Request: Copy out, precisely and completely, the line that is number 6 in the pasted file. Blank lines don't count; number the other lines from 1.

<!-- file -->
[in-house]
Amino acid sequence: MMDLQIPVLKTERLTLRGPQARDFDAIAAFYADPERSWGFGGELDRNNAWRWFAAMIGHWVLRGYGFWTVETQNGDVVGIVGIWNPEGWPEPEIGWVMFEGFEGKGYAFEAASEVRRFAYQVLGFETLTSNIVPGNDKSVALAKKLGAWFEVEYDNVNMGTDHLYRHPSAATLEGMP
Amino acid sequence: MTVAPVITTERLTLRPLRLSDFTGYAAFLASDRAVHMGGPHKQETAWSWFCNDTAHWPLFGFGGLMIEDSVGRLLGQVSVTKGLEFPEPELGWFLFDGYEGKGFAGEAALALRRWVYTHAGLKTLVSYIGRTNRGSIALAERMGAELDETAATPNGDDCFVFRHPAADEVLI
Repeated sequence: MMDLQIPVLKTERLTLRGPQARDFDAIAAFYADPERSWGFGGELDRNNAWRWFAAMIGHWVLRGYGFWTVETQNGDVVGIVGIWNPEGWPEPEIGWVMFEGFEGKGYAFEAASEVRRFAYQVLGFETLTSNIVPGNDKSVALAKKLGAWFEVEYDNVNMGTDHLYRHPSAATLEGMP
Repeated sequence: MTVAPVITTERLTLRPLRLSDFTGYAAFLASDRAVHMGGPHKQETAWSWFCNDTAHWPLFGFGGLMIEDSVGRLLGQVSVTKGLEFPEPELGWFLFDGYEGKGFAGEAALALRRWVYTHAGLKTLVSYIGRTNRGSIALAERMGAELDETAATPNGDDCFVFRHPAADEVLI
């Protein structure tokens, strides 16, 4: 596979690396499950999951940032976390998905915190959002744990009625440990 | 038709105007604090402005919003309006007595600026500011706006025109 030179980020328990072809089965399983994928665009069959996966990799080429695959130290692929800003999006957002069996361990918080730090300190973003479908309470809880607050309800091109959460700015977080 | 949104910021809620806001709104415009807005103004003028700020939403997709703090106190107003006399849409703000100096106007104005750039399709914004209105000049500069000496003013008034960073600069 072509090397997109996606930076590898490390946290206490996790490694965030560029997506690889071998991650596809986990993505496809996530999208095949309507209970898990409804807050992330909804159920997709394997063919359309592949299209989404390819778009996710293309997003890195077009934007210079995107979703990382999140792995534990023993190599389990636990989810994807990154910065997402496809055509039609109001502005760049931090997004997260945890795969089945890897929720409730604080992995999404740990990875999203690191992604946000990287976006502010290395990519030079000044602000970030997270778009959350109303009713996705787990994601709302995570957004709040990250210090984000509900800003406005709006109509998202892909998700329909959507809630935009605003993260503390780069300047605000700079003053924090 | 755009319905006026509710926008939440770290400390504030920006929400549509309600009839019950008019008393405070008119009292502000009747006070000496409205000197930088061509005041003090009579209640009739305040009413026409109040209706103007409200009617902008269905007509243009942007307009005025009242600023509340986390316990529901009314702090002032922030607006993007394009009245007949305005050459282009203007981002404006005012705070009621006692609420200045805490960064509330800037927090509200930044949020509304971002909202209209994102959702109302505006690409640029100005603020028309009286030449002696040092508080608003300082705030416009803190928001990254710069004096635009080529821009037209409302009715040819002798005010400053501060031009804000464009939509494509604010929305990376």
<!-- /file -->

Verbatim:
């Protein structure tokens, strides 16, 4: 596979690396499950999951940032976390998905915190959002744990009625440990 | 038709105007604090402005919003309006007595600026500011706006025109 030179980020328990072809089965399983994928665009069959996966990799080429695959130290692929800003999006957002069996361990918080730090300190973003479908309470809880607050309800091109959460700015977080 | 949104910021809620806001709104415009807005103004003028700020939403997709703090106190107003006399849409703000100096106007104005750039399709914004209105000049500069000496003013008034960073600069 072509090397997109996606930076590898490390946290206490996790490694965030560029997506690889071998991650596809986990993505496809996530999208095949309507209970898990409804807050992330909804159920997709394997063919359309592949299209989404390819778009996710293309997003890195077009934007210079995107979703990382999140792995534990023993190599389990636990989810994807990154910065997402496809055509039609109001502005760049931090997004997260945890795969089945890897929720409730604080992995999404740990990875999203690191992604946000990287976006502010290395990519030079000044602000970030997270778009959350109303009713996705787990994601709302995570957004709040990250210090984000509900800003406005709006109509998202892909998700329909959507809630935009605003993260503390780069300047605000700079003053924090 | 755009319905006026509710926008939440770290400390504030920006929400549509309600009839019950008019008393405070008119009292502000009747006070000496409205000197930088061509005041003090009579209640009739305040009413026409109040209706103007409200009617902008269905007509243009942007307009005025009242600023509340986390316990529901009314702090002032922030607006993007394009009245007949305005050459282009203007981002404006005012705070009621006692609420200045805490960064509330800037927090509200930044949020509304971002909202209209994102959702109302505006690409640029100005603020028309009286030449002696040092508080608003300082705030416009803190928001990254710069004096635009080529821009037209409302009715040819002798005010400053501060031009804000464009939509494509604010929305990376």